Keychron started as a Kickstarter project under the name of Keytron in 2017, formed by a group of 3 keyboard enthusiasts with experience in the industry after they had a conversation regarding things they didn’t like with existing mechanical keyboards. Their initial Kickstarter project was a wild success, raising nearly $330,000 USD. In the years since, Keychron has become one of the most popular names in the mechanical keyboard community and are well known for their keyboards.
Today we’ll be taking a quick look at the Q0, a mechanical numpad which can be used in conjunction with numpad-less keyboards. Well, technically I suppose you could use it with keyboards that already have numpads – or just by itself, but that would be quite strange wouldn’t it?
The Q0 comes in a small sturdy box, protected by molded padding on the inside and covered with a soft covering for protection.
What’s in the box (fully assembled version)
- Quick Start Guide
- User Manual
- USB-C Cable, with an included converter to Type-A
- Keycap & Switch Removal Tools
- Fully assembled numpad
- Includes PCB, case, steel plate
- Double-shot OSA PBT keycaps
- Gateron G Pro switches
Features of the Q0
|Front Height||18.2 mm (without keycaps)|
29.3 mm (without keycaps)
|Feet Height||2.4 mm|
|Weight||500 g ± 10g (Fully Assembled Version)|
|Body Material||Full CNC machined aluminum|
|Polling Rate||1000 Hz|
|Keycaps||Double-shot PBT keycaps, not shine-through, OSA Profile (OEM height, SA shape)|
|MCU||Ultra-low-power Arm Cortex-M4 32-bit STM32L432 (128KB Flash)|
|Switches||Gateron G Pro|
|Backlight||South-facing RGB LED|
|Switch Support||Hot-swappable (5 pin & 3 pin)|
|Stabs||Screw-in PCB stabs|
Open Source Software Support
Some keyboard manufacturers force you to use proprietary, sometimes bloated, software in order to change keyboard settings. Keychron, however, supports QMK/VIA functionality – which means you can use open source software to create macros, adjust RGB settings, remap keys, etc.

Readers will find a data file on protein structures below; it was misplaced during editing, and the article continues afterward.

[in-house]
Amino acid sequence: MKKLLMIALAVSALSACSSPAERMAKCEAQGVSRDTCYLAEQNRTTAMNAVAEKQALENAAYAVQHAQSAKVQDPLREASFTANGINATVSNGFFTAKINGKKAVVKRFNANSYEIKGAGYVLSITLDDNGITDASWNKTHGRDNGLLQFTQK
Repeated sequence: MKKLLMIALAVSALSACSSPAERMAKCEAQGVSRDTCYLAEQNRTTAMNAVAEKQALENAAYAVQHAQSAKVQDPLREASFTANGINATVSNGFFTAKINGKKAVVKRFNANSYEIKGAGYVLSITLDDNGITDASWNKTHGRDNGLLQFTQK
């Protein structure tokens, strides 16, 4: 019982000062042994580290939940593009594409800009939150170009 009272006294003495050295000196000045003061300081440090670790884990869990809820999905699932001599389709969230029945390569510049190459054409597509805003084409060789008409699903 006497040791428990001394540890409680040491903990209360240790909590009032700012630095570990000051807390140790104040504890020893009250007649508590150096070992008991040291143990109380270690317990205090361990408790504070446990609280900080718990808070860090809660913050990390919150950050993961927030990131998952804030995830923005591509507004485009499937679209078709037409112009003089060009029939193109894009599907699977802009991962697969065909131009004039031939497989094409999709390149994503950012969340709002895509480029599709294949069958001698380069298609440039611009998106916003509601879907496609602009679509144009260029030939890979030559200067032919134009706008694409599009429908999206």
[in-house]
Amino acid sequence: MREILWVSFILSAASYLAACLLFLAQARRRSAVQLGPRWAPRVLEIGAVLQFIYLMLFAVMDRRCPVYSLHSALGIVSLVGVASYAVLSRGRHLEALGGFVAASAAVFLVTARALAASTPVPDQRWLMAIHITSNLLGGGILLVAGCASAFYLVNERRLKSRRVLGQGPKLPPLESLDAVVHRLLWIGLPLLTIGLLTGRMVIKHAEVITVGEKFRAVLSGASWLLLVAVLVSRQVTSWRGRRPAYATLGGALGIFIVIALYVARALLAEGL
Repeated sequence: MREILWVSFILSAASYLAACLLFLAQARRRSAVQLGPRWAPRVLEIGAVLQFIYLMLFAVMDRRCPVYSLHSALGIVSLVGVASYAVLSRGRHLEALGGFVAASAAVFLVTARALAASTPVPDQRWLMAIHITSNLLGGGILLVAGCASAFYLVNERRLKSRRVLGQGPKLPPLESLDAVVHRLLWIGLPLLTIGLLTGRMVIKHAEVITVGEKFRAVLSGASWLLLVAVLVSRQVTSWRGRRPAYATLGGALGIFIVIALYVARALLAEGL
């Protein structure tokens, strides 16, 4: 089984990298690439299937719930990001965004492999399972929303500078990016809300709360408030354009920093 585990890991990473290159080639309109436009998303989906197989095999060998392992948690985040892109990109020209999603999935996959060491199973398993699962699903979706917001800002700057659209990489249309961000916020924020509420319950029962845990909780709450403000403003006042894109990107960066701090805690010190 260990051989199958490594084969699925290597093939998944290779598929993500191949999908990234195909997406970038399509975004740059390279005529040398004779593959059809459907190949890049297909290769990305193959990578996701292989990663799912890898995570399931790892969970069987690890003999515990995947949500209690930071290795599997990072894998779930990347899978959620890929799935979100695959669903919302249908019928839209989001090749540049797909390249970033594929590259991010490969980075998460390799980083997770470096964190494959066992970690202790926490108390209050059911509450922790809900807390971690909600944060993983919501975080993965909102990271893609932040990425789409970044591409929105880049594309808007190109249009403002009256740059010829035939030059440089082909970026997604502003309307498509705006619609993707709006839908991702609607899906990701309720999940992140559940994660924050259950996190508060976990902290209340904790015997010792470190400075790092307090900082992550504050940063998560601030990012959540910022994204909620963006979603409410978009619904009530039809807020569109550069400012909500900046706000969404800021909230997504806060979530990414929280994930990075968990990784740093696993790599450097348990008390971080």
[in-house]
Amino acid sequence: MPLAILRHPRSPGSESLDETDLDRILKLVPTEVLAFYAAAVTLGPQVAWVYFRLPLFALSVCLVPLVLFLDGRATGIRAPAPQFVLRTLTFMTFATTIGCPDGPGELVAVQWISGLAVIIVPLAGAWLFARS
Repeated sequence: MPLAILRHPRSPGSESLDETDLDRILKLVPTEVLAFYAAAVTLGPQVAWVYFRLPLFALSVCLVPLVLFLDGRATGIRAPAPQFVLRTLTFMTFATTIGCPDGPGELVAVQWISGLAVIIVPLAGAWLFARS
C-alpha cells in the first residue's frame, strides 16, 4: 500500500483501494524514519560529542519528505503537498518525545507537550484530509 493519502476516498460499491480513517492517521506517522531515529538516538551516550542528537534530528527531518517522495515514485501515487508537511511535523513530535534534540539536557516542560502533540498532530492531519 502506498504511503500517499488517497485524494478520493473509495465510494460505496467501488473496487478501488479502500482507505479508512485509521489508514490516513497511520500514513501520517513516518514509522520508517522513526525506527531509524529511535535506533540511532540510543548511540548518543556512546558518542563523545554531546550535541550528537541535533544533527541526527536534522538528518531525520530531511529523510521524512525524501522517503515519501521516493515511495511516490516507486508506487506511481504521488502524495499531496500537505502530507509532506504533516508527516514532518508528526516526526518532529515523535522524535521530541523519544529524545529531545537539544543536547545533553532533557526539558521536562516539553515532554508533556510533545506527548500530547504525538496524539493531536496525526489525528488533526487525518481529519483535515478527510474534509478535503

Below is a video showing an in-depth tutorial on how to adjust settings using this software.
Like the Q-series keyboards, the Q0 is extremly sturdy being comprised of Aluminum & Steel. You could probably use it as a hammer if you needed to. It’s a bit heavy for being so small, weighing at 1.1lbs/500grams. The included keycaps are double-shot OSA PBT.
Below is a video taken with my cell phone, demonstrating the noise levels created with a basic typing test of the numpad. It’s fairly quiet. As shown above, this unit came with Gateron Pro Red Switches.
And here’s a demo from Keychron, for those interested:
The overall typing experience of the Q0 is pretty similar to the previously reviewed Q3 keyboard. Keys land fairly softly, but if you bash caps when you type you might need to type little bit lighter to avoid making your fingertips raw.
The Q0 numpad is a solid, sturdy numpad that will make a great addition to Keychron’s numpad-less Q-series keyboards for those who need a numpad for work purposes. It’s fairly quiet while typing on.
In the Q3 review I joked that you could probably defend yourself from the Zombie apocalypse with the Q3 because of how strong and sturdy it is. Well, the Q0 wouldn’t be quite as useful due to it’s smaller size, but it’s just as well built.
The only thing I don’t like about the Q0 is it’s price – $79 is a bit steep for a numpad. That said, this is a premium numpad, and it’s sturdy enough you could probably break a car’s window with it. It’s expensive, but it’s backed by quality construction. I like it.